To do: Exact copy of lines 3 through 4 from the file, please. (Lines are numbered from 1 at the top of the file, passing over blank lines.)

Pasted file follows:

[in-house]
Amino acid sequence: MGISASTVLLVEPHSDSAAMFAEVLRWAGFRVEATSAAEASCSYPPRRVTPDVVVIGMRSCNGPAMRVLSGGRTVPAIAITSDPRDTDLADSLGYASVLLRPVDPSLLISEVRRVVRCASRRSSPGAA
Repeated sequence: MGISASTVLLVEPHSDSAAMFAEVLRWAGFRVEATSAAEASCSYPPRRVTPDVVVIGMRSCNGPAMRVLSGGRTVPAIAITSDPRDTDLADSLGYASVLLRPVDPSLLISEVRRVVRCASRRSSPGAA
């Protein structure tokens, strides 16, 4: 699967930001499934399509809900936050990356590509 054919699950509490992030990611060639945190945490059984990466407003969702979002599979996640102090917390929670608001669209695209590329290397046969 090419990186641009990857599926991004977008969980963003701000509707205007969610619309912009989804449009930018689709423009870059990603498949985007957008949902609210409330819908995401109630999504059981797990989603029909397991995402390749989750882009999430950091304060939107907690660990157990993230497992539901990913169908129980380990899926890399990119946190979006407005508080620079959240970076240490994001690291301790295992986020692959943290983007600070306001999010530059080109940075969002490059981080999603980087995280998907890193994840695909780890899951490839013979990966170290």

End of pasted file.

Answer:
Repeated sequence: MGISASTVLLVEPHSDSAAMFAEVLRWAGFRVEATSAAEASCSYPPRRVTPDVVVIGMRSCNGPAMRVLSGGRTVPAIAITSDPRDTDLADSLGYASVLLRPVDPSLLISEVRRVVRCASRRSSPGAA
């Protein structure tokens, strides 16, 4: 699967930001499934399509809900936050990356590509 054919699950509490992030990611060639945190945490059984990466407003969702979002599979996640102090917390929670608001669209695209590329290397046969 090419990186641009990857599926991004977008969980963003701000509707205007969610619309912009989804449009930018689709423009870059990603498949985007957008949902609210409330819908995401109630999504059981797990989603029909397991995402390749989750882009999430950091304060939107907690660990157990993230497992539901990913169908129980380990899926890399990119946190979006407005508080620079959240970076240490994001690291301790295992986020692959943290983007600070306001999010530059080109940075969002490059981080999603980087995280998907890193994840695909780890899951490839013979990966170290």